One of the most iconic episodes of the iconic sitcom The Office is the Season 6 episode “Niagara,” in which Jim and Pam finally tie the knot. John Krasinski and Jenna Fischer’s will they/won’t they romance was the beating heart of The Office for the show’s first few seasons, and they finally got together in Season 4. And by the sixth season, it was time to take their relationship to the next level with a wedding set at Niagara Falls, with the entire office making the trek to, of course, wreak havoc on the occasion. But if you think “Niagara” goes off the rails as-is, wait until you hear about the original version of the episode that featured the return of Roy and a horse falling into the gigantic waterfall.
The Office showrunner Greg Daniels and writer/star Mindy Kaling co-wrote “Niagara” and they enlisted veteran Office director Paul Feig to take the helm. And as written, the story was pretty much the same up until the wedding day, which was originally supposed to be interrupted by Pam’s ex Roy (David Denman) as told in Andy Greene’s recent book The Office: The Untold Story of the Greatest Sitcom of the 2000s. Feig broke down the original Roy story twist:
“Originally, it was supposed to be that Pam and Jim are in the middle of the ceremony and Roy has been haunting around and regretting that he let her go and wanted her back. When they were in the middle of the ceremony, it was supposed to be that Roy rides into the church on horseback dressed like a white knight to win her back.
Producer Randy Cordray explained that Roy thought Pam still loved him:
“Roy had decided that this whole episode with Jim was really just Pam trying to make Roy jealous to get her back. He thought Pam was really in love with him all along and that he needed a grand gesture to get her back. And so in the story outline, Roy goes to a horse-rental facility, a stable, and rents a beautiful white horse… When she turns around he sees that she’s pregnant and he realizes, ‘Oh, I am deluded. This is crazy. She doesn’t want me, she wants Jim. She’s having a baby with Jim.’ And he would slink away in disgrace.”
In addition to this Roy twist, there was also a subplot in which Dwight (Rainn Wilson) had a genetic obsession with throwing himself over Niagara Falls, Feig recalled:
“Greg came up with an idea where Dwight has an obsession with the falls and some sort of suicide gene to go over them. He fights it the whole episode.”
So when Roy came outside with the horse, Cordray explained that he was then supposed to hand it off to Dwight:
“Dwight Schrute, horseman and beet farmer that he is, would then come along after the wedding. He’s walking outside the church and he sees Roy despondent, sitting on the curb, holding the reins of the horse. And he says, ‘Tough luck, buddy, that didn’t work out like you wanted it, did it?’ And Roy would be, ‘No, and I’m stuck with this stupid horse. I paid for the horse for the rest of the day.’ And Dwight says, ‘Hey, I’m a horse person. Let me take care of it.’ He takes the reins of the hose and he’s taking it ostensibly back to the stables, but Dwight somehow finds himself riding along the banks of the Niagara River.”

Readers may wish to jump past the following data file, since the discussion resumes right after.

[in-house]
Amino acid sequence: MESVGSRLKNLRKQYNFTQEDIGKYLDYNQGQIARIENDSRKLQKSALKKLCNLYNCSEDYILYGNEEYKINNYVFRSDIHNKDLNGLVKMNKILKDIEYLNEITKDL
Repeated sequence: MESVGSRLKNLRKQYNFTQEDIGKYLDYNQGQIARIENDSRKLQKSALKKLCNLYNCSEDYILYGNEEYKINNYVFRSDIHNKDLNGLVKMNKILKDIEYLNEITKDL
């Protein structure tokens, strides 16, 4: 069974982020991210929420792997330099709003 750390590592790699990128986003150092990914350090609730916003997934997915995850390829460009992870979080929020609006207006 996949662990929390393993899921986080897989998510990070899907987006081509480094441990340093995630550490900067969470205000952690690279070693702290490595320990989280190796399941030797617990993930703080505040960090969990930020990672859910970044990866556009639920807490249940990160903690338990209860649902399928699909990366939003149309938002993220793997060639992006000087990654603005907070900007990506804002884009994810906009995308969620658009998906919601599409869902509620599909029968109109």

And so as the wedding progressed, Dwight would be riding this horse closer and closer to the falls, until the horse jumps over the falls just as Jim and Pam are having a romantic moment on a boat. Cordray continues:
“They’re riding through the white water of the river and Dwight realizes he’s gotten too close to the edge of Niagara Falls and the horse is looking fearful and Dwight is looking fearful. Dwight finally realizes he’s gotta bail off the horse and swims safely to shore. We cut to Jim and Pam having a romantic moment on the bow of the Maid of the Mist boat, and in the background we see this white horse go tumbling over Niagara Falls, plunging six hundred feet.”
Which, uh, is kind of insane. And as Feig recalls, many of The Office writers weren’t crazy about this idea:
“I remember all the writers were coming to me like, ‘We can’t do this. You can’t kill a horse. It’s crazy.’ Everybody was all over Greg, and Greg was just like, ‘I’m telling you this is going to work.’ He was digging in and everybody was freaking out about it.”
One thing that made The Office stand out was its commitment to naturalism, from the cinematography to the way the characters interacted to the lack of fancy costumes and makeup. That also extended to the show’s humor, which was wonderfully relatable. And writer Brent Forrester recalled that some writers felt this joke was violating Greg’s own rule about the grounded nature of the show: